Out With The Sit-Up, In With The Roll-Up

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Yesterday’s workouts are not today’s. Few of us are probably sweating with the oldies or high stepping with Jane Fonda anymore. And the sit-up may be another casualty of changing fitness times.

The sit-up was once standard practice in every serious fitness routine, even in the armed services (it first appeared in Air Force manuals in the 1950s) and in Olympic training circles. But the venerable sit-up left a trail of aching lumbar backs and injured cervical spines in the less elite ranks.  Thanks to the arrival of Pilates and anatomically-educated trainers, is that sit-ups have been replaced by the more spine-attuned roll-up which safely strengthens not just your abs, but your legs, shoulders, glutes, and even back and chest.  Indeed, the roll-up is one of a series of stabilization exercises, which target the core muscles without placing any stress on the spine. Besides being safer, roll-ups are just a heck of a lot more effective, according to studies including a 2009 randomized controlled trial published in Medicine and Science in Sports and Exercise.

Traditionally, the sit-up was done with the goal of high repetitions and speed, a combination that can lead to injury. When performed incorrectly (which is too often what happens), the risk is hurting the spine without much payoff in terms of strength or other fitness improvements.

Enter the Roll-Up

There is a better way.  Core exercises such as the roll-up can increase core strength, stability, and muscular endurance, protecting your spine when you must lift and bend in everyday life. Mastering the roll-up will reduce your risk of falls and injury. But it takes mindfulness and patience to perform correctly.  Plus you actually need some core strength and spinal flexibility to perform the movement without momentum.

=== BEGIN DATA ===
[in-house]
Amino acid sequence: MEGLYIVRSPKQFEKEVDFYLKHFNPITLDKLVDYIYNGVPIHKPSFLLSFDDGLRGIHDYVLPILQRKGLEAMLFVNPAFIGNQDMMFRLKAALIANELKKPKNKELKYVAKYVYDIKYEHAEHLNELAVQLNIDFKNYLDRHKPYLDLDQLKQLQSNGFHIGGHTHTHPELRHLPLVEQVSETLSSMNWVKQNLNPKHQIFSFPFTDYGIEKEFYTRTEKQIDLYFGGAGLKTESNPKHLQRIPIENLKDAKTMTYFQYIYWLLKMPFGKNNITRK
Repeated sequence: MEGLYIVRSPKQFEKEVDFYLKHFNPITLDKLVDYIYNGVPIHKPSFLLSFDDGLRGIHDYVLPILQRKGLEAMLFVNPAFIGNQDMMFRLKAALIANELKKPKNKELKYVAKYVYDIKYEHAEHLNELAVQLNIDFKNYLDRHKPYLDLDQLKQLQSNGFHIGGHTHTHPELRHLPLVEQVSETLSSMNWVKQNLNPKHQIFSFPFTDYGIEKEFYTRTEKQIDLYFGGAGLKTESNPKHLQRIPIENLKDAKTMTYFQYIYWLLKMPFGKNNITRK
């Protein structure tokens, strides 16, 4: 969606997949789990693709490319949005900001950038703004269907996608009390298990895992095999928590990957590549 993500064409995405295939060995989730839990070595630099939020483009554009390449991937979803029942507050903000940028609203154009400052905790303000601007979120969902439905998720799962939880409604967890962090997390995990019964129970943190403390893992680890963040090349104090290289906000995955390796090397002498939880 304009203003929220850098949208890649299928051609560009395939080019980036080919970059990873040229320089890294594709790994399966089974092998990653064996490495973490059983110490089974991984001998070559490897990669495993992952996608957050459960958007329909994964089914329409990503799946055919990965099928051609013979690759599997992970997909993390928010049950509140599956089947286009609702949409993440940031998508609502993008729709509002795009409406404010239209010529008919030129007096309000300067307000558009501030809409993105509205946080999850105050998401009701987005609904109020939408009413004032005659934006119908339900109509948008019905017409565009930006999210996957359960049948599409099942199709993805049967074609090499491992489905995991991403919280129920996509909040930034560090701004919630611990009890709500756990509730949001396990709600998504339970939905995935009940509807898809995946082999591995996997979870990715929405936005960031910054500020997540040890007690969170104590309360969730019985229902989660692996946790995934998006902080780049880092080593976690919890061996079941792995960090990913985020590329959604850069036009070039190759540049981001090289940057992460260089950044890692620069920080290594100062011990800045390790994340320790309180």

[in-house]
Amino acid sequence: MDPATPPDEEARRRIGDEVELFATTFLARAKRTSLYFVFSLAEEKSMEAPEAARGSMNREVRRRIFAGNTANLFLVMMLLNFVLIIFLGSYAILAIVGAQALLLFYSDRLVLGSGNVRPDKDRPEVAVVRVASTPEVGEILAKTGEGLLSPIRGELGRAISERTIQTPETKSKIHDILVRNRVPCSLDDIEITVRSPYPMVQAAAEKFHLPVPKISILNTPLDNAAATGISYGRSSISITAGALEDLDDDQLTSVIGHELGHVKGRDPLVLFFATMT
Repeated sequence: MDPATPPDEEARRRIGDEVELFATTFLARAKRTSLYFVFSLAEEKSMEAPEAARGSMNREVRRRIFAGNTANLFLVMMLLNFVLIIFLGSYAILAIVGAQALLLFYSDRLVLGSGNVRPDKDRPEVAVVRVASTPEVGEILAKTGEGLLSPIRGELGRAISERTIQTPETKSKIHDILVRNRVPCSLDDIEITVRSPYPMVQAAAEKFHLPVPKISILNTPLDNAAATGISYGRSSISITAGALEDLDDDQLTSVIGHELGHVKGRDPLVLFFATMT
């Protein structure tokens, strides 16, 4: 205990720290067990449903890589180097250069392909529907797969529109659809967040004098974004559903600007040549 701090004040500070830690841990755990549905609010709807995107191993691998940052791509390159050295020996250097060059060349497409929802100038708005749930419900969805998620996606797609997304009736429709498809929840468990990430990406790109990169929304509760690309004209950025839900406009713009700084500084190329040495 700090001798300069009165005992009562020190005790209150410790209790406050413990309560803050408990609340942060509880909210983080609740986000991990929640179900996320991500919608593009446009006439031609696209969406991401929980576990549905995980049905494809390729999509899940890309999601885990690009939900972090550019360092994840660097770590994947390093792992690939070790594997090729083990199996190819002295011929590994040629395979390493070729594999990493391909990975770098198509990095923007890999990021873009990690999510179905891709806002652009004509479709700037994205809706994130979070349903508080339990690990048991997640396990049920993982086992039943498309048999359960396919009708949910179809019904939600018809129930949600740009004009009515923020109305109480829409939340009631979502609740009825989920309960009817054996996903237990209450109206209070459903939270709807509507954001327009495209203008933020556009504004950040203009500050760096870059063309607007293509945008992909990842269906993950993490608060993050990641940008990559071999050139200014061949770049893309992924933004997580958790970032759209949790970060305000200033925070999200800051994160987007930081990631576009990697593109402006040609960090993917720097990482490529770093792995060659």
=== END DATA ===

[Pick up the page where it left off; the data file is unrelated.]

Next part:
Roll Up (and Roll Down)

Well known as one of the “Pilates flat abs” exercises, it is no cinch but worth it.  A single  Pilates roll up, say those who have conquered it, is equal to six regular sit-ups and is superior to crunches (also too often done incorrectly) for creating rock solid abs. Here’s how in six steps:

*Lie on your back on the floor with your legs straight. Engage the abs without arching the back.  Shoulders stay relaxed and down away from ears. Take a few deep breaths.

* Leave your scapula anchored and ribs in and down as you extend arms overhead and alongside ears so that your fingertips are pointing to the wall behind you.

*Inhale and bring arms up overhead and forward. As they pass your ears, exhale and drop the chin and begun to curl up through the spine, hugging in deeply.

* Continue in an “up and over” motion toward your toes.   Deepen the curve of the spine as you exhale.

* Reach for your toes keeping the chin tucked, the abdominals pulled in, and the back rounded throughout (legs are straight ideally) with energy reaching out through the heels. Allow the legs to bend, if necessary.